Hydraulic fracturing of shale gas reservoirs dominated the agenda and the discussions at the annual meeting of the Interstate Oil and Gas Compact Commission that held its annual meeting in Tucson last week. Fears of frac’ing impacts on ground water are being fanned by sensationalist news stories, particularly on the East Coast. Even in states where frac’ing has been standard practice for decades without controversy, there is rising public fear.
This has become the latest battlefield in a long-standing war over state vs federal primacy for oil and gas regulation.
The IOGCC is comprised of 38 oil and gas producing states and serves as a forum for state regulatory agencies to collaborate and offer a common voice to the federal government.
Congress has ordered the EPA to do a study on the impacts of hydro-frac’ing as a result of public fears rising as shale gas deposits are frac’ed. The scoping of that process is just winding up. Many of the state regulators I listened anticipate a heavy-handed federal intrusion that is based on assuaging political pressures rather than being based on the facts and reality. Cynicism and frustration permeated the IOGCC meeting.
IOGCC is partnering with the Ground Water Protection Council to establish a national registry of chemicals used in hydro-frac’ing that is in beta mode and should go public in the next few months. This is a voluntary effort where companies involved in frac’ing will release the details on the chemicals that go into the hydrocarbon bearing layers.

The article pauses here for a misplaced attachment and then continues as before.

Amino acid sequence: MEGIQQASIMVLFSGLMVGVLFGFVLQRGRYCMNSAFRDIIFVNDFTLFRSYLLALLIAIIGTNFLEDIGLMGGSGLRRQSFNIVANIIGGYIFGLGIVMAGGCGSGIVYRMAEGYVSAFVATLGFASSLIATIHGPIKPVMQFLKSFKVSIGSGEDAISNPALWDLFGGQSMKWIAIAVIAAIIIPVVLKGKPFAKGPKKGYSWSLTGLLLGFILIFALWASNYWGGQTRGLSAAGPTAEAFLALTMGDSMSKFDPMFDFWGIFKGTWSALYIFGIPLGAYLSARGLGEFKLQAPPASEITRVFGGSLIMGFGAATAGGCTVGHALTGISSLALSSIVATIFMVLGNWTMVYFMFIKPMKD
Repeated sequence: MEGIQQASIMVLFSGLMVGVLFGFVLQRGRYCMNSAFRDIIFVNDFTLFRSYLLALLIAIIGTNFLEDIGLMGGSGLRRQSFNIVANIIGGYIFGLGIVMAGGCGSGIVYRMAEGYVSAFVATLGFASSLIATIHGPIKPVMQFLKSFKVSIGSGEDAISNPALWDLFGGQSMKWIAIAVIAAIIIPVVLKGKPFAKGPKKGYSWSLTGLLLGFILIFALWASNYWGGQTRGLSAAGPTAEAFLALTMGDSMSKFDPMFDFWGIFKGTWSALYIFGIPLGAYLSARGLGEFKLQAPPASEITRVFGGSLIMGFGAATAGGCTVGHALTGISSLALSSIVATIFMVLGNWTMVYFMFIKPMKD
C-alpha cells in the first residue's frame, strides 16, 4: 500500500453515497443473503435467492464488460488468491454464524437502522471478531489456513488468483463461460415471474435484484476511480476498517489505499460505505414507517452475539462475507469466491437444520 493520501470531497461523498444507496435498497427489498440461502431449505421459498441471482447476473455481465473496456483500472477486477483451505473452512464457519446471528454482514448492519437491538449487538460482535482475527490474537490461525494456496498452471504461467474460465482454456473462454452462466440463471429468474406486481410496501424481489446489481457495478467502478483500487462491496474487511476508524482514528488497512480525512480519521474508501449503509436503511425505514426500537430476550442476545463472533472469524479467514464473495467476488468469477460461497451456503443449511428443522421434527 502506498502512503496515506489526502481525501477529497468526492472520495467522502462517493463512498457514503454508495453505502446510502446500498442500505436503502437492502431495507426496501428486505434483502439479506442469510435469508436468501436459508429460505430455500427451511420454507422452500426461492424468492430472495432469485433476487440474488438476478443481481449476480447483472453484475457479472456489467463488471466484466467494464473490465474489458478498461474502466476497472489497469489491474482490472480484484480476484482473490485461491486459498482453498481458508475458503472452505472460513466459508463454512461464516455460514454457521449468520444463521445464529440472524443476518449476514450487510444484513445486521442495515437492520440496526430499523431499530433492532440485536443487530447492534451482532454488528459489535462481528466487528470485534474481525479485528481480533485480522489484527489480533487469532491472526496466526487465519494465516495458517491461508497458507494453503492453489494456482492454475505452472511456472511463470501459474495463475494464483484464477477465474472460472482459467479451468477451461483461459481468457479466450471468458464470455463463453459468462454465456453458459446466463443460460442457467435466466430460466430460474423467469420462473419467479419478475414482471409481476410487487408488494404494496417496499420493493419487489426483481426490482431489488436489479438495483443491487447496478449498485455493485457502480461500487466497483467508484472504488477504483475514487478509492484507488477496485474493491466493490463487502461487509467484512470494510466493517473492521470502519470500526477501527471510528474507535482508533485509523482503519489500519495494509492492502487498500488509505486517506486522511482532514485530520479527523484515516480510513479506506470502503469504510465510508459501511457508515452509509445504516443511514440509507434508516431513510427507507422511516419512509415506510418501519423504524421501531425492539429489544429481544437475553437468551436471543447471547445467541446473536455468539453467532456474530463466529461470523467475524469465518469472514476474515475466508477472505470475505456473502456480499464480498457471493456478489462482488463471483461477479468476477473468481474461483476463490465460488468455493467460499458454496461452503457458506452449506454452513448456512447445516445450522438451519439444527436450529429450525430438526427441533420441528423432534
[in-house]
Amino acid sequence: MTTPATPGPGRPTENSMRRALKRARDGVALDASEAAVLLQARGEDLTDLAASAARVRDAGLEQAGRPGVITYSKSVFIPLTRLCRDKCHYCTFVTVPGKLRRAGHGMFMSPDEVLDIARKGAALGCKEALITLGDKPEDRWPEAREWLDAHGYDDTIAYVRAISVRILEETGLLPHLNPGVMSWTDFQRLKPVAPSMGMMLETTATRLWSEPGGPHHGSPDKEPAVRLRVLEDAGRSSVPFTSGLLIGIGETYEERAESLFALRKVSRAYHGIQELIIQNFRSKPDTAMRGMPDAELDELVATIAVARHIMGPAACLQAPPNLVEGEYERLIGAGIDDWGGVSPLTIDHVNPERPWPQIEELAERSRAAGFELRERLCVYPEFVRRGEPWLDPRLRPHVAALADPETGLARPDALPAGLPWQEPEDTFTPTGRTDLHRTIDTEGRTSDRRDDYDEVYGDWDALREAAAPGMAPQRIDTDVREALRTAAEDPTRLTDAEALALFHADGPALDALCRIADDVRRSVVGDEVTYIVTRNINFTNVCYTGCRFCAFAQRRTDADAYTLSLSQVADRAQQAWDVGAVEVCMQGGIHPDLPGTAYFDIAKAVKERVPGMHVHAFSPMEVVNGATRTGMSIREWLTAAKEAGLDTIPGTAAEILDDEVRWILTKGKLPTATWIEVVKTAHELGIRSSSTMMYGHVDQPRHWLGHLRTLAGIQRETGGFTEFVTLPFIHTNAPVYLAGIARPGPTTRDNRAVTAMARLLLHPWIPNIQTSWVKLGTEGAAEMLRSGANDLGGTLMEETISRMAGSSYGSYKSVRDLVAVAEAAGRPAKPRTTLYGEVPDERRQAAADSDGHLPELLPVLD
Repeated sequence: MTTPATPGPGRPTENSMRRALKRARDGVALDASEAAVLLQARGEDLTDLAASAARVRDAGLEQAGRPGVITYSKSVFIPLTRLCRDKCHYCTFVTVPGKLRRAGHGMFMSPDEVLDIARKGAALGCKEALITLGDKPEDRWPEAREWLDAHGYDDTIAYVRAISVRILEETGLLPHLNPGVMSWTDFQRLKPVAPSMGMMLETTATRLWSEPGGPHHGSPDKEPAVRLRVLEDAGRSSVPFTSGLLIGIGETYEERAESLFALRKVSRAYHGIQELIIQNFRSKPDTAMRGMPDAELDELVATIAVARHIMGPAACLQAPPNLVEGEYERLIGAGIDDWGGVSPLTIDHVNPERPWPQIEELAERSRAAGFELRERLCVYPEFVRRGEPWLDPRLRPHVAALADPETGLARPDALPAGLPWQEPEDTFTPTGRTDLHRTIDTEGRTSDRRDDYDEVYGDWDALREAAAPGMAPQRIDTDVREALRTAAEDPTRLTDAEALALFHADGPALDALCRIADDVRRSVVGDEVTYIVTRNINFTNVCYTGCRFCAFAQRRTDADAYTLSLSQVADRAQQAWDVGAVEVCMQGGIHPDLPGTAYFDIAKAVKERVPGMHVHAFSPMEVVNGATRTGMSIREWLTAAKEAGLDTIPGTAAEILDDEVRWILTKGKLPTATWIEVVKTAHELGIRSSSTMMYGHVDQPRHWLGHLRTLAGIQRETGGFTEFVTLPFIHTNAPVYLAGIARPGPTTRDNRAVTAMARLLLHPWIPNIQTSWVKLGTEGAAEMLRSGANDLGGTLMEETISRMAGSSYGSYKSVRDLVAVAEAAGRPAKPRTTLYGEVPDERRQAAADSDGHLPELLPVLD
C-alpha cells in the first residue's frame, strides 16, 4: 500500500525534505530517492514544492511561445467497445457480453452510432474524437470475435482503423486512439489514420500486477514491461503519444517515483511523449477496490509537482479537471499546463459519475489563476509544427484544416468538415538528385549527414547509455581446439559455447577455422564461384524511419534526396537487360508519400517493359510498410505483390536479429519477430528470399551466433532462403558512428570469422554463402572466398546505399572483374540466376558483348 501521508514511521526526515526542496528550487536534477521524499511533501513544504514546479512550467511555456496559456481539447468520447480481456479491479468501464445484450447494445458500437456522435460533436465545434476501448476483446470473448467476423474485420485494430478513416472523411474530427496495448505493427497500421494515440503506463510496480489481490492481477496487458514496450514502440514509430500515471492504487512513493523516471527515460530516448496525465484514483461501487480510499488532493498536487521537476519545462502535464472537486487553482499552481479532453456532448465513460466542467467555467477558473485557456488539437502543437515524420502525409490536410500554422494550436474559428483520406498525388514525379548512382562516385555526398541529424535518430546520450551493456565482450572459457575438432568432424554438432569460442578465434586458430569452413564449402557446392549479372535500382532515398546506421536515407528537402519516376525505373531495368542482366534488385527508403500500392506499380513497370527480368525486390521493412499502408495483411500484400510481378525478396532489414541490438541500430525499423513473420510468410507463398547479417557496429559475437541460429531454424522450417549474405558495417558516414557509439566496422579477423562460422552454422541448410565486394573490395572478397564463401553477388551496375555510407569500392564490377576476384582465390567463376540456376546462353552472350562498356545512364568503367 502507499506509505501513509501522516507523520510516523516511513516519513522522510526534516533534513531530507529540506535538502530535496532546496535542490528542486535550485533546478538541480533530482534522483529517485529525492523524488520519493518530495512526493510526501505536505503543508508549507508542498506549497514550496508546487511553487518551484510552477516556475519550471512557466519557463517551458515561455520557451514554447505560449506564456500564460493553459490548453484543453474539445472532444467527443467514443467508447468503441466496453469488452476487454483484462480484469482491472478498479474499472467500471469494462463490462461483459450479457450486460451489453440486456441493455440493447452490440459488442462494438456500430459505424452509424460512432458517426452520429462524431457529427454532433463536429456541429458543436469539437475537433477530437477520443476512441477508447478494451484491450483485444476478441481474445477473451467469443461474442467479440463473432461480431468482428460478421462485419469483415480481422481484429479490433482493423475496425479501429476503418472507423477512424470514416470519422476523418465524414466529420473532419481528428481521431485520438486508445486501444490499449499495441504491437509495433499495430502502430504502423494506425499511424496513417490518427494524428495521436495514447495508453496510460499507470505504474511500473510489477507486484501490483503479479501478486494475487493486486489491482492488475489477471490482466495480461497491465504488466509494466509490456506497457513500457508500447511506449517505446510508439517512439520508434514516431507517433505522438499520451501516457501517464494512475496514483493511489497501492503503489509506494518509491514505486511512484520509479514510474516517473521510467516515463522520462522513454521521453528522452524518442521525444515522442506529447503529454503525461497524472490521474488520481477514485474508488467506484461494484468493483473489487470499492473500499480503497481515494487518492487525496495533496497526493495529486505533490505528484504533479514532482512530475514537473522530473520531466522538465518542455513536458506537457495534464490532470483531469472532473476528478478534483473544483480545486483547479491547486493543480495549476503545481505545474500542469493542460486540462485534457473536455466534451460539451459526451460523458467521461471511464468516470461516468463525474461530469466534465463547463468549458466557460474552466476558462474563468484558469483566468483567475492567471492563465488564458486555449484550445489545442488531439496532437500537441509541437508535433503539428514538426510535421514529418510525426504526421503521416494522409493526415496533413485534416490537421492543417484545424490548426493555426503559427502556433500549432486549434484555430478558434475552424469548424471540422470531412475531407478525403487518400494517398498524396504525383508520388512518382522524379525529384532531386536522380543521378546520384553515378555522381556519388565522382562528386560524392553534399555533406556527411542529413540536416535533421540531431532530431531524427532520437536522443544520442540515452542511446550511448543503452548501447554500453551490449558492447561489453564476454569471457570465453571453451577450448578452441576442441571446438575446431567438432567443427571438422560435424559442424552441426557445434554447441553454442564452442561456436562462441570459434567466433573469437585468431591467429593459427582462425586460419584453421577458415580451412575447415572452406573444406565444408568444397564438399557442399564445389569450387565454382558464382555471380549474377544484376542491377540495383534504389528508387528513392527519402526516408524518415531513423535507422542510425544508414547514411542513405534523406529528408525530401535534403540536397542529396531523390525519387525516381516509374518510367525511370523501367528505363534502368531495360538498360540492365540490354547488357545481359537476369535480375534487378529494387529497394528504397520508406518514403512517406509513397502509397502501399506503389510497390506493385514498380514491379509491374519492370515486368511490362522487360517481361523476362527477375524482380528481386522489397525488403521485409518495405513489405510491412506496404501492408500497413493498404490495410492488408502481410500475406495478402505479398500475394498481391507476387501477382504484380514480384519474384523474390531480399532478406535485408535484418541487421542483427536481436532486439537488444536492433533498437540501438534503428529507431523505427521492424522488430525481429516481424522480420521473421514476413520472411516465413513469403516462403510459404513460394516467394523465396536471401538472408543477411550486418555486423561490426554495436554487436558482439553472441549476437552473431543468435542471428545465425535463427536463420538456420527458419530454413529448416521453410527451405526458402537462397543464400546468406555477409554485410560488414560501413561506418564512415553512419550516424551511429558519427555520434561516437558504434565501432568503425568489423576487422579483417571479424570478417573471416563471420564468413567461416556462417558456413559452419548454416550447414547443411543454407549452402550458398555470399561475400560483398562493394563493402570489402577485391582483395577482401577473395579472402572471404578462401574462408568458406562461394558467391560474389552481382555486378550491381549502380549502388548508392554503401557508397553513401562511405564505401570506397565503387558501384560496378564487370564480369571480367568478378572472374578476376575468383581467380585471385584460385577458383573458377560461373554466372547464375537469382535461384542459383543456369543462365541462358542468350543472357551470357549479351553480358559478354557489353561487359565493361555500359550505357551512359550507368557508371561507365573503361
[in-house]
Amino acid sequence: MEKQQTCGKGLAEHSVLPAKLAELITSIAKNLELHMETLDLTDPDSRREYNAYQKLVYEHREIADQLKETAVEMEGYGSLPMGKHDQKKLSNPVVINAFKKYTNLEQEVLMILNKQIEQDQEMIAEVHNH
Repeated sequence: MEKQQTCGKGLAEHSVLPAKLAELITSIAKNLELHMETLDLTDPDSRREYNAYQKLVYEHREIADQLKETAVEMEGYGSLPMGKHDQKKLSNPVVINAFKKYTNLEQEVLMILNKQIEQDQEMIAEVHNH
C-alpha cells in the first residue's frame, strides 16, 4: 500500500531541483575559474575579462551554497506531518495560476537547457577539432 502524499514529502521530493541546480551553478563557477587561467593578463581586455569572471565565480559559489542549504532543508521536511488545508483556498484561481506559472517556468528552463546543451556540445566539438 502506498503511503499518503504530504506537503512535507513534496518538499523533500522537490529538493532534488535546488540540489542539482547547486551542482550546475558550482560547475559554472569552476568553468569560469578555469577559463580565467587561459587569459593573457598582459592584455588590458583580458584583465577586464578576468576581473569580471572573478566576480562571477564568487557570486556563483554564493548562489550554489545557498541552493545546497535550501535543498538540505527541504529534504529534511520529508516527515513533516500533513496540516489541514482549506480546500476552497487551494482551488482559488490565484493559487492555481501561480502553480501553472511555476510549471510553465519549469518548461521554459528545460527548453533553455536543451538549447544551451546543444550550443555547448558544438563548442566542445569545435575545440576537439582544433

Opponents of frac’ing claim the chemicals are damaging water wells. But I heard state officials challenge horror stories as not being able to be substantiated. Some of the state regulators described situations of panicked water well owners in their states claiming contamination as soon as plans were announced for shale gas wells, even before they were drilled let alone frac’ed. Gas drillers are being urged to test aquifers and nearby water wells to establish base conditions prior to drilling and frac’ing.
There are reports circulating that groups will be targeting certain oil and gas companies in Rocky Mountain states next year as part of a campaign to build political pressure for national restrictions on frac’ing to coincide with release of the EPA study and the 2012 elections.
Hydro-frac’ing has not been an issue in Arizona. There is no shale gas development like in Pennsylvania or New York. A few carbon dioxide wells were frac’ed in the St Johns area a couple decades ago but the tests were not successful and the current development in that area has not proposed using it again.
However, frac’ing might be considered here for carbon sequestration wells or Enhanced Geothermal System (EGS) projects, although there are no proposals for this at present.